• Increasingly fast-paced technology disruption requires different business and workforce planning practices.
  • Rapid turnover and difficulty in retaining staff in entry-level positions can act as a disincentive to invest in workforce development.
  • Collaboration with other organisations in supply chains is necessary for meeting regulatory responsibilities as well as service standards.
  • Diversity in the size and scale of businesses influences the nature of skills in demand and how technology is used. New systems of work result from the application of technology and there is a need for skills to adapt quickly.
  • The ability of the sector to attract, retain and upskill young workers will be critical in addressing the impact of an ageing workforce and in alleviating future skill shortages.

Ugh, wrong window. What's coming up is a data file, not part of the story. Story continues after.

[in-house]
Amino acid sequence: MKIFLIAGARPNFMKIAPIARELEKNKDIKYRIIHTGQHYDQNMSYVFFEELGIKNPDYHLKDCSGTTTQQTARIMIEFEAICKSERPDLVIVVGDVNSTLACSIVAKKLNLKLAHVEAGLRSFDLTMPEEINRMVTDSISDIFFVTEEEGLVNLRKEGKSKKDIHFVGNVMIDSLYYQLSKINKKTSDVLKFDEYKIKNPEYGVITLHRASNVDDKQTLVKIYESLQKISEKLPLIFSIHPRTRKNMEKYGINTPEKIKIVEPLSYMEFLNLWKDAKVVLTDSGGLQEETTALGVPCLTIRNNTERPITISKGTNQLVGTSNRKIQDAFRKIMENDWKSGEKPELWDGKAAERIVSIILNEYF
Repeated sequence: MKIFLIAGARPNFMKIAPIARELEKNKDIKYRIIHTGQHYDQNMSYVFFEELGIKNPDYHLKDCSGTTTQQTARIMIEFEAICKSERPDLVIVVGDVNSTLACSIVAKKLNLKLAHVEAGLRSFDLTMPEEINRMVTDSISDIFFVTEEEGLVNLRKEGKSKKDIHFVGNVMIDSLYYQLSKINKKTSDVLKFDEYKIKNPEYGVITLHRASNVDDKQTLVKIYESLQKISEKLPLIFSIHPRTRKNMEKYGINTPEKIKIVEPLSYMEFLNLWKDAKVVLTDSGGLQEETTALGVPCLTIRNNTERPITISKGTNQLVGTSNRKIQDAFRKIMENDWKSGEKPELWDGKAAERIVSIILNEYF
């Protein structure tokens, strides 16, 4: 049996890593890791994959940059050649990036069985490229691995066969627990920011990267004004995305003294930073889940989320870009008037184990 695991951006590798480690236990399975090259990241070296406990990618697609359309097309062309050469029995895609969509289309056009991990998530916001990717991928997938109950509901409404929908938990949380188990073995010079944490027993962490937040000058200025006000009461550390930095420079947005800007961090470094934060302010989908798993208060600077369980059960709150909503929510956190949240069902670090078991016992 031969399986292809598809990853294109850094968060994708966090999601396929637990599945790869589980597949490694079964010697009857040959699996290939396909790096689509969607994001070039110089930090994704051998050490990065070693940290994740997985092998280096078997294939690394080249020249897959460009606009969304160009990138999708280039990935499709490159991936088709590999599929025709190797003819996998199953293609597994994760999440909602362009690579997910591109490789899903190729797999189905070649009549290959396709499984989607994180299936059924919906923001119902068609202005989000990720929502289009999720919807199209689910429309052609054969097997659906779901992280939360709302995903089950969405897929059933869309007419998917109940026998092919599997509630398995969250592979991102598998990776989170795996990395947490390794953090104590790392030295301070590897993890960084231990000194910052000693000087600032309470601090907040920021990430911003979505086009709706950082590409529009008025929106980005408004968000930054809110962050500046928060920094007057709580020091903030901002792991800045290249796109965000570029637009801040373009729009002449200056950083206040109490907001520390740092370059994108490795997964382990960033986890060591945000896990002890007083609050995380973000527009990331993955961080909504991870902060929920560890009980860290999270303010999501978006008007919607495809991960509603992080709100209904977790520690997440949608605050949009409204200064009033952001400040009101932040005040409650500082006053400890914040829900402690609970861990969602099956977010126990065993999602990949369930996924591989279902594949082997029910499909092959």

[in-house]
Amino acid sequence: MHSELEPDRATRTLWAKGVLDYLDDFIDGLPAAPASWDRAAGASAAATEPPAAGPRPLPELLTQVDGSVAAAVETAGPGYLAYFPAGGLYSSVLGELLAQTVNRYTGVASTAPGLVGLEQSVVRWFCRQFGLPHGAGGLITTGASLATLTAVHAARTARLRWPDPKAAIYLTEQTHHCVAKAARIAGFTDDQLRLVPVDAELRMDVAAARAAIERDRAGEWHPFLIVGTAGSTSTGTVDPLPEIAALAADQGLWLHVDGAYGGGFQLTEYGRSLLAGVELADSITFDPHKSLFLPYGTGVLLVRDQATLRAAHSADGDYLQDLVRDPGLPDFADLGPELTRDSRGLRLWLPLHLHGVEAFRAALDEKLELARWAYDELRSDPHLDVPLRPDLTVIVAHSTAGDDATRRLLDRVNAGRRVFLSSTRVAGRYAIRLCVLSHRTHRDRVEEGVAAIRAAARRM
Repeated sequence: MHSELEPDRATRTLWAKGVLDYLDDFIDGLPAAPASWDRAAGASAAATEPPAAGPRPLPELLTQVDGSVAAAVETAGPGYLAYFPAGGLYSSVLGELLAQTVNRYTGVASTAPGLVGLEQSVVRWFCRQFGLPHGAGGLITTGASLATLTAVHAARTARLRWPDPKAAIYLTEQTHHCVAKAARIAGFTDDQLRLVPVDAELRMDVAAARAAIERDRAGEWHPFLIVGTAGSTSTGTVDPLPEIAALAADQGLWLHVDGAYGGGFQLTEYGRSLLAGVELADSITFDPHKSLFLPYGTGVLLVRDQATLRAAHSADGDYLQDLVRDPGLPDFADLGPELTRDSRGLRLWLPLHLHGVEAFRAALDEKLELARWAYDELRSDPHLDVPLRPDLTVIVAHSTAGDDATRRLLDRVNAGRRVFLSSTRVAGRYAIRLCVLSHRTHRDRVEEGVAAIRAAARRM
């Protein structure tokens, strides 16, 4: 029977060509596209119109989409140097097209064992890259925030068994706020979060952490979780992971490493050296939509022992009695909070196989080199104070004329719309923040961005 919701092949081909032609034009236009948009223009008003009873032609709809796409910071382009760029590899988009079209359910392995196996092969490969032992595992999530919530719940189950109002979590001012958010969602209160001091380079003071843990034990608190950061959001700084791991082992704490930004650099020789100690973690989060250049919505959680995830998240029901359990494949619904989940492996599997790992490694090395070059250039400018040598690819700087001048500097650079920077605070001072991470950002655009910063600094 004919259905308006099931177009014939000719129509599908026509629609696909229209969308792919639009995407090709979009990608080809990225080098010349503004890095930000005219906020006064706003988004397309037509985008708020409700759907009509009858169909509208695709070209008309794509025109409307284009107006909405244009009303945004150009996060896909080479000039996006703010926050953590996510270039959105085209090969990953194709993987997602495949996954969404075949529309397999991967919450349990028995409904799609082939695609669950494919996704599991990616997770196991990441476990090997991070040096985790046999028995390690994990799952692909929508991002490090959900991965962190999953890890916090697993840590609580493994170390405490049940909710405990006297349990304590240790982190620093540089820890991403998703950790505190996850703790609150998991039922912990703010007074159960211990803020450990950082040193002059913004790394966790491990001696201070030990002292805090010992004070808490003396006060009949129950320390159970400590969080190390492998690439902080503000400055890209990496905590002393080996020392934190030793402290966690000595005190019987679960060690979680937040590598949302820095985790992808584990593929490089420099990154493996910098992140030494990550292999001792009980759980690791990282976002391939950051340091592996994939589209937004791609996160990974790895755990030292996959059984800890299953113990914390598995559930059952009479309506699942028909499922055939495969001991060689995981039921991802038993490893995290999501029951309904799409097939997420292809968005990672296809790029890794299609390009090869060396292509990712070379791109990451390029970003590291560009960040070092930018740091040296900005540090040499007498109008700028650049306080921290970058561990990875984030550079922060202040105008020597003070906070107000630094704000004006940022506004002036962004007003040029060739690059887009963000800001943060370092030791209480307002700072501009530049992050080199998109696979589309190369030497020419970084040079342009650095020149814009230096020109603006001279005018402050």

• With the growth of the business-to-consumer and consumer-to-consumer segments, flexibility and personalised customer interfaces will become an important differentiating factor for logistics businesses.
  • Traditional warehouses are being transformed into highly specialised warehouses, requiring equally specialised skills. Specialisation may be around a particular product, supply chain, customer or distribution network.
  • Intermodal hubs are moving closer to airports, which act as distribution centres for the rapidly expanding online shopping market.
  • More sophisticated contract management practices are enabled by real-time data analytics. Technology skills and problem-solving skills are highly valuable in such an environment.
  • Disruptive technologies are changing the nature of work as there are tasks that can be performed by computers or machines. Operations experience is increasingly valued in procurement and facility design decisions.
  • Customs processes and systems have a critical role in addressing demands for more efficient and quicker delivery times as online shopping and personal supply chains continue to expand.



Maria Gidis
Maria Gidis
Policy Support Officer